In order to prevail on a motion to dismiss based on documentary evidence pursuant to CPLR 3211(a)(1), the documents relied upon must definitively dispose of plaintiff's claim ( see e.g. Blonder & Co. v. Citibank, 28 AD3d 180, 182 [2006];Bronxville Knolls v. Webster Town Ctr. Pshp., 221 A.D.2d 248, 248 [1995] ). Stated differently, to be entitled to dismissal as a matter of law founded upon documentary evidence, “the documentary evidence must be such that it resolves all factual issues as a matter of law, and conclusively disposes of the plaintiff's claim” (Matovcik v. Times Beacon Record Newspapers, 46 AD3d 636, 638 [2007], citing Fleming v. Kamden Props., 41 AD3d 781 [2007];Martin v. New York Hosp. Med. Ctr., 34 AD3d 650 [2006];M. Fund v. Carter, 31 AD3d 620, 621 [2006] ). Thus, “[i]f the documentary proof disproves an essential allegation of the complaint, dismissal pursuant to CPLR 3211(a)(7) is warranted even if the allegations, standing alone, could withstand a motion to dismiss for failure to state a cause of action” (Zurich Depository v. Iron Mtn. Info. Mgt., 61 AD3d 750, 751 [2009], citing Peter F. Gaito Architecture v. Simone Dev., 46 AD3d 530 [2007] ).

It must also be recognized that “when the moving party offers matter extrinsic to the pleadings, the court need not assume the truthfulness of the pleaded allegations, but rather is required to determine whether the opposing party actually has a cause of action or defense, not whether he has properly stated one” (O'Donnell, Fox & Gartner v. R–2000, 198 A.D.2d 154, 154 [1993], citing Guggenheimer v. Ginzburg, 43 N.Y.2d 268, 275 [1977] ). In this regard, it has been held that:

“Where, as here, evidentiary material is submitted on a motion to dismiss pursuant to CPLR 3211(a)(7), it may be considered in assessing the viability of a complaint, but unless the defendant demonstrates that a material fact alleged by the plaintiff “is not a fact at all” and that “no significant dispute exists regarding it,” the complaint should not be dismissed' (Yew Prospect v. Szulman, 305 A.D.2d 588, 589 [2003], quoting Guggenheimer v. Ginzburg, 43 N.Y.2d 268, 275 [1977] ).”

(Sta–Brite Servs. v. Sutton, 17 AD3d 570, 571 [2005];accord Quesada v. Global Land, 35 AD3d 575, 576 [2006] ).

Tax Lot 7501

The court finds that defendants have demonstrated that tax lot 7501 does not refer to a parcel of property that was conveyed to PWE. In this regard, it is first noted that ESDC is not precluded from presenting the affirmation of Ms. Bobrow and the documentary evidence relied upon since, as discussed above, the court is permitted to consider evidentiary materials on a motion to dismiss. Herein, Ms. Bobrow's affirmation is offered to introduce information found on the website of the Department of Finance and to explain the computer code used, as was corroborated by the attached copy of the print outs. Thus, the court finds these documents sufficient to establish that Lot 7501 does not refer to a parcel of property that could be conveyed to PWE.

In addition, a review of the Easement Agreement and the Condominium Declaration make no mention of Lot 7501. Thus, even if Lot 7501 does exist as a separately identifiable tax lot, there is no evidence before the court to establish that it was ever transferred to PWE. Also significant in this regard is PWE's failure to come forward with any bills evidencing that it paid taxes or other maintenance expenses for the property since 2001, when the property interest was allegedly created. In so holding, the court also finds that the reference to Lot 7501 on the Cover Page of the recording of the Easement Agreement does not compel a contrary conclusion. Most significant in this regard is the fact that the Cover Page serves only to record a property interest; it cannot, standing alone, create a conveyance. Further, the information set forth on the Cover Page is consistent with the print outs from the Department of Finance and the affirmation submitted by Ms. Bobrow, since the reference to Lot 7501 states that it is for the “entire lot” of 24 Sixth Avenue. Thus, since it is not disputed that Yoshizumi owned 24 Sixth Avenue at the time that the Easement Agreement was executed, this language further supports the conclusion that the Easement Agreement, as recorded, did not intend to carve out a portion of 24 Sixth Avenue to be conveyed to PWE. Finally, the Cover Page clearly states that the recording pertains to an easement.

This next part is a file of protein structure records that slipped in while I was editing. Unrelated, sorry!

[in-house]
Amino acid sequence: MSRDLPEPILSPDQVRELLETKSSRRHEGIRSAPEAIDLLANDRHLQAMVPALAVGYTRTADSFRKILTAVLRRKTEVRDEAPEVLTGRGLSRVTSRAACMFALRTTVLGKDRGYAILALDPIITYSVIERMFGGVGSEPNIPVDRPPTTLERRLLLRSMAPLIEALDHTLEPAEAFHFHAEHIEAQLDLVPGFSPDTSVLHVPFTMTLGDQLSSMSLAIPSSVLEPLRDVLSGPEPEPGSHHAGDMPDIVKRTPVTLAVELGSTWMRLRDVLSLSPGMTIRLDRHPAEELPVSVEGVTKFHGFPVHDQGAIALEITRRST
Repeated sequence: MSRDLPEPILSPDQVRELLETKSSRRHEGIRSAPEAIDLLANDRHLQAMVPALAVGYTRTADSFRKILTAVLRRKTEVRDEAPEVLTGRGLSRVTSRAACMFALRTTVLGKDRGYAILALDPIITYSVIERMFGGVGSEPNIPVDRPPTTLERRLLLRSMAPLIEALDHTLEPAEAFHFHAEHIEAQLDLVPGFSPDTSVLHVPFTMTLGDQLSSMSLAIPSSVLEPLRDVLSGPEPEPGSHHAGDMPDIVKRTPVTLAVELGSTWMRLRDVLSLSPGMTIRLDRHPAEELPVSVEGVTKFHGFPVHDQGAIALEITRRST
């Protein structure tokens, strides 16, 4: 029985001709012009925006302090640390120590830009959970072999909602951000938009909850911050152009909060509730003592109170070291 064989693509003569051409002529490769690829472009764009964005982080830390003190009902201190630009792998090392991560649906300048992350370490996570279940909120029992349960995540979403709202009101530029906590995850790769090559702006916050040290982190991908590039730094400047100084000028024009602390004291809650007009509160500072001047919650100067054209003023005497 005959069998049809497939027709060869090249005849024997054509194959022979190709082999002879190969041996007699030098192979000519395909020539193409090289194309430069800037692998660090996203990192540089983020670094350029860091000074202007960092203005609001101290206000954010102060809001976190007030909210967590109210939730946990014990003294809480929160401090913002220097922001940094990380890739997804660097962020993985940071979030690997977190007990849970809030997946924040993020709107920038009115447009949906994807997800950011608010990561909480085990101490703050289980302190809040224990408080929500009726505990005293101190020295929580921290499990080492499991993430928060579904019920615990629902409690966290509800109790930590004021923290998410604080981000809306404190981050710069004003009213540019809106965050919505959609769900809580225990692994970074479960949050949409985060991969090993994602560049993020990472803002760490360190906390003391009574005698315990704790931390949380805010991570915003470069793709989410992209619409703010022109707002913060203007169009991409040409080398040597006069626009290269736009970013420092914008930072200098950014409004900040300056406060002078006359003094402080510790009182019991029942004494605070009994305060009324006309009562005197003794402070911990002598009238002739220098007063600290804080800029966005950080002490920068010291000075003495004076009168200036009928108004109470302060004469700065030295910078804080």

The court further finds that PWE is estopped from now arguing that it owns Lot 7501. “[J]udicial estoppel “applies to preclude a party from assuming a position in a legal proceeding inconsistent with one previously asserted” ‘ (Thrift Assns. Serv. v. DeBuono, 255 A.D.2d 809, 813 [1998], quoting Cafferty v. Thompson, 223 A.D.2d 99, 102 [1996],lv denied88 N.Y.2d 815 [1996], quoting Oneida Motor Frgt. v. United Jersey Bank, 848 F.2d 414, 419 [1988],cert denied488 U.S. 967 [1988] ). “Under this doctrine, where a party assumes a certain position in a legal proceeding, and succeeds in maintaining that position, he may not thereafter, simply because his interests have changed, assume a contrary position’ “ (Moore v. County of Clinton, 219 A.D.2d 131, 134 [1996],lv denied89 N.Y.2d 851 [1996], quoting Davis v. Wakelee, 156 U.S. 680, 689 [1895] ). Thus, since PWE maintained that it owned 38 Sixth Avenue and an easement over a portion of 24 Sixth Avenue in the EDPL 207 challenge to the Project and in seeking compensation in the Condemnation Proceeding, PWE will not now be permitted to argue that it owns an additional interest in 24 Sixth Avenue.